By Michelle Cherian
Edited by Liz Maria Kuriakose, Associate Editor, The Indian Economist
You are receiving an award for outstanding merit in academics and then all of a sudden, a plane crashes into the building. Just when you think this is going to be the last award of your life, it comes to a screeching halt, barely inches away from you. Life can present threatening, complicated, even near-death experiences but it normally doesn’t churn out such unexpected circumstances, so unexpected that it mystifies the human mind.
Mystifying the human mind seems too far a call when the question of how mystical the human mind is in itself, comes into play. The fact that DREAMS, just like the one described in the beginning, can be a product of the encephalon, weighing roughly 3 pounds, fixed atop our human frame and responsible for our very existence, lends credence to the aforementioned claim. We’ve all had dreams, some pleasurable, some frightening and some downright crazy, but have we ever wondered why we dream at all? Well, for those who have and even for those who haven’t, this article hopes to answer some questions which have remained unanswered or never emerged.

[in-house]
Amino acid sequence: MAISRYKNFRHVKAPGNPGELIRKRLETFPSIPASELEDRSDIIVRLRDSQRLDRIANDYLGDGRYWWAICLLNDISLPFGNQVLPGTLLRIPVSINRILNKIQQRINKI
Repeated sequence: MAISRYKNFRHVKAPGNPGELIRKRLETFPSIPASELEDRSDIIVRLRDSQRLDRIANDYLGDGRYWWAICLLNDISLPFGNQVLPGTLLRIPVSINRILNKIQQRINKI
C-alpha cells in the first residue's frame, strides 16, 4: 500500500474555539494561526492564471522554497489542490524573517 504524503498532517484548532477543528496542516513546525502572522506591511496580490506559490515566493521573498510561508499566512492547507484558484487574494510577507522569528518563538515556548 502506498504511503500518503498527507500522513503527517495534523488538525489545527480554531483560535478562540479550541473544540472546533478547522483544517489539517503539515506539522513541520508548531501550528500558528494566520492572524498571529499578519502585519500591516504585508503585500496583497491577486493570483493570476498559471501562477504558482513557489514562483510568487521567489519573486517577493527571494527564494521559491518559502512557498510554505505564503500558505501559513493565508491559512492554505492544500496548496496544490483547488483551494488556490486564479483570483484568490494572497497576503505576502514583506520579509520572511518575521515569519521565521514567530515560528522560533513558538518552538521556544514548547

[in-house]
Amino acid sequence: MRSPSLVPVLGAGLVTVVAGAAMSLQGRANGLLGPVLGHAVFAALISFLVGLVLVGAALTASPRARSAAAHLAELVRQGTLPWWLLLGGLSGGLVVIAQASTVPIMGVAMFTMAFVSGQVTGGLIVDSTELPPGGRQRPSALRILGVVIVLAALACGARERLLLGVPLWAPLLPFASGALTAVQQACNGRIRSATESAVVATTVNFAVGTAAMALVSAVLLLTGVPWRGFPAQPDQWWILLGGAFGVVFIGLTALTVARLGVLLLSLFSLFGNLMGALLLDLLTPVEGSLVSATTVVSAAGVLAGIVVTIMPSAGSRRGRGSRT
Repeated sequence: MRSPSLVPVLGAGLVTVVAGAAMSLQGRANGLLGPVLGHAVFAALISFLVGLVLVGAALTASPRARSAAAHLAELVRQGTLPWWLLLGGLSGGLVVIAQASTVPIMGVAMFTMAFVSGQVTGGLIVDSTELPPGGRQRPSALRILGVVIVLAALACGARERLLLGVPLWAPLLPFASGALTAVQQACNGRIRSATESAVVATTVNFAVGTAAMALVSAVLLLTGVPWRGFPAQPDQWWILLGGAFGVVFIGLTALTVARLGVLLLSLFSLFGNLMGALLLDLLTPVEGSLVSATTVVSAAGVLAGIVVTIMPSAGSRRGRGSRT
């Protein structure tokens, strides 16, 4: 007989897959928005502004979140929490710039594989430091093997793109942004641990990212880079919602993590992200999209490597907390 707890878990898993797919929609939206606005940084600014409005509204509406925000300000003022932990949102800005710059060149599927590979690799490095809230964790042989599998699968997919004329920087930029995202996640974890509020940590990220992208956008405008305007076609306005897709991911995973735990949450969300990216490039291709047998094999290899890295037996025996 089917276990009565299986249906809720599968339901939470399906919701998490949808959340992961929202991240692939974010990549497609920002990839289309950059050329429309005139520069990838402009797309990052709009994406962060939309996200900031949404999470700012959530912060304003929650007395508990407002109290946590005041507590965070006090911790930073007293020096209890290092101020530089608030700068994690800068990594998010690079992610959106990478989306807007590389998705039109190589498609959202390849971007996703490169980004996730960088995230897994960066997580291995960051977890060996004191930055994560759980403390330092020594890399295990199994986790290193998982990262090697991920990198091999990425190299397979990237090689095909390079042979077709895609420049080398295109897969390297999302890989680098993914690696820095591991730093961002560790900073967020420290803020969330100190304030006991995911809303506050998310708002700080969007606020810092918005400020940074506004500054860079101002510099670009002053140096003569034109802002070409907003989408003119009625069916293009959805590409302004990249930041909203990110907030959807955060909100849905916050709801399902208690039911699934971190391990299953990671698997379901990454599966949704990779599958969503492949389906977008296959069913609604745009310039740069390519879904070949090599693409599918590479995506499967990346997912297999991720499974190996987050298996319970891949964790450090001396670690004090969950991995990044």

In the earlier times, dreams and their interpretations were largely thought to be the area of expertise of astrologers, soothsayers and the like. Ancient Egyptians perceived dreams to be messages from God containing important prophecies and used these to make predictions about the future. Dream research gained momentum only with Sigmund Freud’s Psychoanalytical Theory of Dreams, which stated that ‘dreams were unfulfilled desires of the unconscious mind’. To explain this more lucidly, he divided the human psyche into three parts: the ID, the EGO and the SUPER-EGO. The ID is what new-born infants are born with; it causes us to act on impulse without much care or thought about the consequences. The EGO is that part of the brain which develops a little later and helps us understand that acting impulsively can hurt others and that we should learn to take responsibility of our actions. The SUPER-EGO assists us in deciding what is right and what is wrong and this part is fully functional by the age of five. Just like that part of the iceberg visible above the water, the conscious section of the human brain makes for the smallest part. Most of our decisions as well as our dreams are indirectly and sometimes, directly influenced by the unconscious ID which makes up the larger section of the brain(similar to the part of the iceberg, visible under water). So Freud reasoned that dreams are an outlet for the desires of the unconscious human mind which otherwise don’t project themselves when the mind is conscious. Thus he said, that we dream to protect our sleep because if we didn’t, then our unconscious desires and emotions would have no channel for expression and we would be very distressed sleepers, prone to be woken up within minutes of sleeping.